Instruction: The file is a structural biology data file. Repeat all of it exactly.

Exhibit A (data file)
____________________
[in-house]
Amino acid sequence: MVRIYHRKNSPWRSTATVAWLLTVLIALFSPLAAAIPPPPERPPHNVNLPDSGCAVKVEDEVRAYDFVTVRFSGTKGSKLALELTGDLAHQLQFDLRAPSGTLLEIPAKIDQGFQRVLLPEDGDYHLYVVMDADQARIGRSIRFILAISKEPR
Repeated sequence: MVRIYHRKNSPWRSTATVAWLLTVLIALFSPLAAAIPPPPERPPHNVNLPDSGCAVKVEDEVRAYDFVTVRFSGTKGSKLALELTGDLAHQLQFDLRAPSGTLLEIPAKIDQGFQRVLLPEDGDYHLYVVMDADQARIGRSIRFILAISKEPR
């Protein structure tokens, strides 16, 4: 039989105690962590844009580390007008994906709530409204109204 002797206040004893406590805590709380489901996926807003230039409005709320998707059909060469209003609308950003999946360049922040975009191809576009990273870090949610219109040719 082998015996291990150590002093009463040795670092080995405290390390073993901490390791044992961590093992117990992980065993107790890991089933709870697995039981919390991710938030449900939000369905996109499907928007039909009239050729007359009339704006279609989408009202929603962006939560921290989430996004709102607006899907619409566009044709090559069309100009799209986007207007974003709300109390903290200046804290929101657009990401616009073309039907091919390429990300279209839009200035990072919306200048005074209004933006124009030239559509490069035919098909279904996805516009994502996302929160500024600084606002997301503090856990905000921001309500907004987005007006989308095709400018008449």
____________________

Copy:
[in-house]
Amino acid sequence: MVRIYHRKNSPWRSTATVAWLLTVLIALFSPLAAAIPPPPERPPHNVNLPDSGCAVKVEDEVRAYDFVTVRFSGTKGSKLALELTGDLAHQLQFDLRAPSGTLLEIPAKIDQGFQRVLLPEDGDYHLYVVMDADQARIGRSIRFILAISKEPR
Repeated sequence: MVRIYHRKNSPWRSTATVAWLLTVLIALFSPLAAAIPPPPERPPHNVNLPDSGCAVKVEDEVRAYDFVTVRFSGTKGSKLALELTGDLAHQLQFDLRAPSGTLLEIPAKIDQGFQRVLLPEDGDYHLYVVMDADQARIGRSIRFILAISKEPR
């Protein structure tokens, strides 16, 4: 039989105690962590844009580390007008994906709530409204109204 002797206040004893406590805590709380489901996926807003230039409005709320998707059909060469209003609308950003999946360049922040975009191809576009990273870090949610219109040719 082998015996291990150590002093009463040795670092080995405290390390073993901490390791044992961590093992117990992980065993107790890991089933709870697995039981919390991710938030449900939000369905996109499907928007039909009239050729007359009339704006279609989408009202929603962006939560921290989430996004709102607006899907619409566009044709090559069309100009799209986007207007974003709300109390903290200046804290929101657009990401616009073309039907091919390429990300279209839009200035990072919306200048005074209004933006124009030239559509490069035919098909279904996805516009994502996302929160500024600084606002997301503090856990905000921001309500907004987005007006989308095709400018008449």